Stories that stand the test of time

Storytelling - September 2005


 
 

Naomi Leithold

 
A little girl with golden curls, hot bowls of porridge and a family of bears have been entertaining young children for decades. "Goldilocks and the Three Bears" often sent me into dreamland when I was a young child. As a new teacher, it was the first story I shared with a classroom of wide-eyed preschoolers. And when my first born was old enough to utter the familiar request, "Tell me a story," he was treated with a journey to the forest to visit a little log cabin inhabited by mama, papa and baby bear.

As it is passed down through the generations this story, like other folktales, will give birth to new versions, but the skeleton of the story will remain the same. A good story never wears out. Here are my suggestions for recordings that will introduce your child to classics they haven’t heard or to new presentations of those they already love.

THE WONDERFUL WIZARD OF OZ, by L. Frank Baum, adapted by Jolanda Garcia, narrated by Reg Green, Ear Twiggles Productions, 2004, $14.99 for CD, 80 minutes, www.eartwiggles.com; ages 4-9.

Like an old radio show, this audio version of the familiar story provides an opportunity for children to use their imaginations to create their own visuals. The realistic sound effects, cast of trained voice talents and orchestrated music aid in this task.

Reg Green’s deep, rich voice will immediately draw in listeners of all ages. His well-paced, expressive narration provides a framework for the varied character voices.

This abridged version of "The Wizard of Oz" is a perfect choice for long car trips and bedtime listening.

UNCLE WIGGLY’S STORYBOOK, by Howard R. Garris, read by Jim Weiss, 2003, $13.45 for CD, $9.95 for audio cassette, one hour, (800) 477-6234, www.greathall.com; ages 3-6.

The stories of this kindly, elderly, rabbit gentleman, Uncle Wiggly Longears, were first written in 1910 for a daily newspaper. Howard Garris wrote a new adventure every day for 50 years.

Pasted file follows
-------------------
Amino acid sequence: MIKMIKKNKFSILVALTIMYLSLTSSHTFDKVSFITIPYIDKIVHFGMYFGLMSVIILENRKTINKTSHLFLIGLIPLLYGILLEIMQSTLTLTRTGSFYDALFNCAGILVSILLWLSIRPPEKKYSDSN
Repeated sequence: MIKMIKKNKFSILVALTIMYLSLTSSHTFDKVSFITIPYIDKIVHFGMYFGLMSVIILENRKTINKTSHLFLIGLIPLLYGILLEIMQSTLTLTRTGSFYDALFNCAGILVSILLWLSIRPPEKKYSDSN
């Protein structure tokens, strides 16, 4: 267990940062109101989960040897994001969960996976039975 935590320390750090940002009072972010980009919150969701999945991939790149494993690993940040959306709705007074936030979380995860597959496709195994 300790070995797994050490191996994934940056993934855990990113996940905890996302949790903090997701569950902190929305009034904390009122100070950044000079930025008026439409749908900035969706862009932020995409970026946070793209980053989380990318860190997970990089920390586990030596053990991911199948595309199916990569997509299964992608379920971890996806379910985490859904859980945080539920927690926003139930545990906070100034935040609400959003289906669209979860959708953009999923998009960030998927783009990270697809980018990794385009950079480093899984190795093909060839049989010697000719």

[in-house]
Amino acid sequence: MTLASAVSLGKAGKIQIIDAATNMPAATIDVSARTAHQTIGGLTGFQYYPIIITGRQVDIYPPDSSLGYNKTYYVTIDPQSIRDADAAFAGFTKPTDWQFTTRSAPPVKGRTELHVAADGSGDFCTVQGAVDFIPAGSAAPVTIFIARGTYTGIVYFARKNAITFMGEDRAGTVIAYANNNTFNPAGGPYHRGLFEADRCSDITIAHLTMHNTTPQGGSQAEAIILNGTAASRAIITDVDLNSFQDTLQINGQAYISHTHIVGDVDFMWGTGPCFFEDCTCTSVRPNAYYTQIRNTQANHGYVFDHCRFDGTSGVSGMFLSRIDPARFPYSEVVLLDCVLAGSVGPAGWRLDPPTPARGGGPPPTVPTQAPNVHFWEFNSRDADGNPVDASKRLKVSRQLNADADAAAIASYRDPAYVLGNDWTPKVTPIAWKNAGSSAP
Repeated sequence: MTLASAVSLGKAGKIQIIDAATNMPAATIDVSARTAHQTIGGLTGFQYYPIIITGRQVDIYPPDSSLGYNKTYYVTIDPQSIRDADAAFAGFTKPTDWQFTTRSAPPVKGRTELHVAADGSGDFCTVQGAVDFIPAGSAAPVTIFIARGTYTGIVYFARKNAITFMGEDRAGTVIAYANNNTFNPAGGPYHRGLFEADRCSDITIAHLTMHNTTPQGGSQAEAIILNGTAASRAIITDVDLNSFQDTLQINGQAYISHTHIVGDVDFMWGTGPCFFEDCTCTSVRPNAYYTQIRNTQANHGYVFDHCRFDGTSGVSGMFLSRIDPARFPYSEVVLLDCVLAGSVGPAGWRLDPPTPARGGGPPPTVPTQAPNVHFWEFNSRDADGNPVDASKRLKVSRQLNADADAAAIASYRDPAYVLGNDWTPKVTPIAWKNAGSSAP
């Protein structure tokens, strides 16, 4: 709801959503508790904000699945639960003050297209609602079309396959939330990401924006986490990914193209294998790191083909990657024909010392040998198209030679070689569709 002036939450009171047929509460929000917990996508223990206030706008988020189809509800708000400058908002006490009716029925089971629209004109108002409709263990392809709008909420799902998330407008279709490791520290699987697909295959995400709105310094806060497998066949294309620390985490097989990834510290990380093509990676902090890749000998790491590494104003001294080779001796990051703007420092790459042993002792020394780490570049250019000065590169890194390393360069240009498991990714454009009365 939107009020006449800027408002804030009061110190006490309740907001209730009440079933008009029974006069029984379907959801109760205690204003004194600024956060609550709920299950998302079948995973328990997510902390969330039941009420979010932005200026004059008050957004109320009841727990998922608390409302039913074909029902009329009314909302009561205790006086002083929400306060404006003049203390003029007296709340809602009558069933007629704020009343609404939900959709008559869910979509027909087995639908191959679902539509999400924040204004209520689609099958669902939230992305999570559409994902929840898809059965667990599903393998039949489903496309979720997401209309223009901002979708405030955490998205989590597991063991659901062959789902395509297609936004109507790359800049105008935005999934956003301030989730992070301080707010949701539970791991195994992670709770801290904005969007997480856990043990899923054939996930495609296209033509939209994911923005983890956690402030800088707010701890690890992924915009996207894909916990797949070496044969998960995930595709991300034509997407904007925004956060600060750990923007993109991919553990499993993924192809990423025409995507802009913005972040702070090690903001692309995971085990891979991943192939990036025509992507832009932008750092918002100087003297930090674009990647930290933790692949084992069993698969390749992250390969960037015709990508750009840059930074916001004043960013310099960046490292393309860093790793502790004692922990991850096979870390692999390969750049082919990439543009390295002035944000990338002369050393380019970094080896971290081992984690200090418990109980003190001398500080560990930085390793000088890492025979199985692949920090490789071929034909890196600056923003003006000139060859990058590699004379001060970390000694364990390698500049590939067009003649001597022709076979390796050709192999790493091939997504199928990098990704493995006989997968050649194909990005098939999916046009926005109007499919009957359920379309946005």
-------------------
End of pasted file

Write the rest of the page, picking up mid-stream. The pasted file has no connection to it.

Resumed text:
These gentle tales are perfect for younger children. It is refreshing to hear stories that feature characters getting along with each other (even a lion and a rabbit), truly caring about others and enjoying each other’s company. The recurring themes of treating friends and acquaintances the way you want to be treated and cooperating to solve problems are important messages for audiences of all ages.

Children will be entertained by these lighthearted animal adventures. They are sure to giggle at the silly character names, such as Nurse Jane Fuzzy Wuzzy (Uncle Wiggly’s muskrat housekeeper), and be delighted by the clever rabbit’s ability to solve problems. When the animal children’s picnic is interrupted by rain, they hide their lunches under rocks or overhanging trees. When they are concerned that the real children picnicking on the other side of the river will have soggy lunches, Uncle Wiggly puts the young animals to work crafting baskets to be filled with their leftovers and then lowers them from the trees for the real children to enjoy.

Jim Weiss’ ability to get inside each character and create a voice that echoes his unique personality is phenomenal. The sophisticated voice he uses for Uncle Wiggly will help children to visualize this stately chap. He also can change his voice smoothly from one character to another. As I listened, I had to continually remind myself that he was the sole narrator.

RIP ROARING PAUL BUNYAN TALES, written, adapted and performed by Odds Bodkin, Odds Bodkin/Rivertree Productions, 1994, $9.95 for audiocassette, 44 minutes, (800) 554-1333, www.oddsbodkin.com; ages 8 and up.

Youngsters’ imaginations will be challenged as they listen to the three tall tales on this recording. (Two of the stories were written by Odds Bodkin and one is a traditional Paul Bunyan story.) The stories of "the greatest lumberjack that ever lived" are sure to tickle children’s funny bones with exaggerated comparisons (He is "…so big that he brushes his beard with a pine tree") and unique solutions to problems. When Bunyan can’t pull a pine tree out of the ground for Christmas, he picks up the cabin, cuts a hole in the floor, and puts it over the tree. These stories are a great way to introduce the genre of tall tales and to teach young writers how to effectively use similes.

Bodkin’s high-energy level, wide range of unique character voices (all of the tales are narrated by the colorful Sourdough Sam) and the ability to produce numerous voiced sound effects makes him the perfect match for telling tall tales. These action-packed stories, filled with suspense, are sure to keep children’s attention and stimulate them to create their own tall tales.

Naomi Leithold is an award-winning storyteller and early childhood educator. She lives in Skokie and has two boys, ages 13 and 16. Her Web site, www.simplystorytelling.com , features story starters and other resources for young storytellers.

 
 







 
 
 
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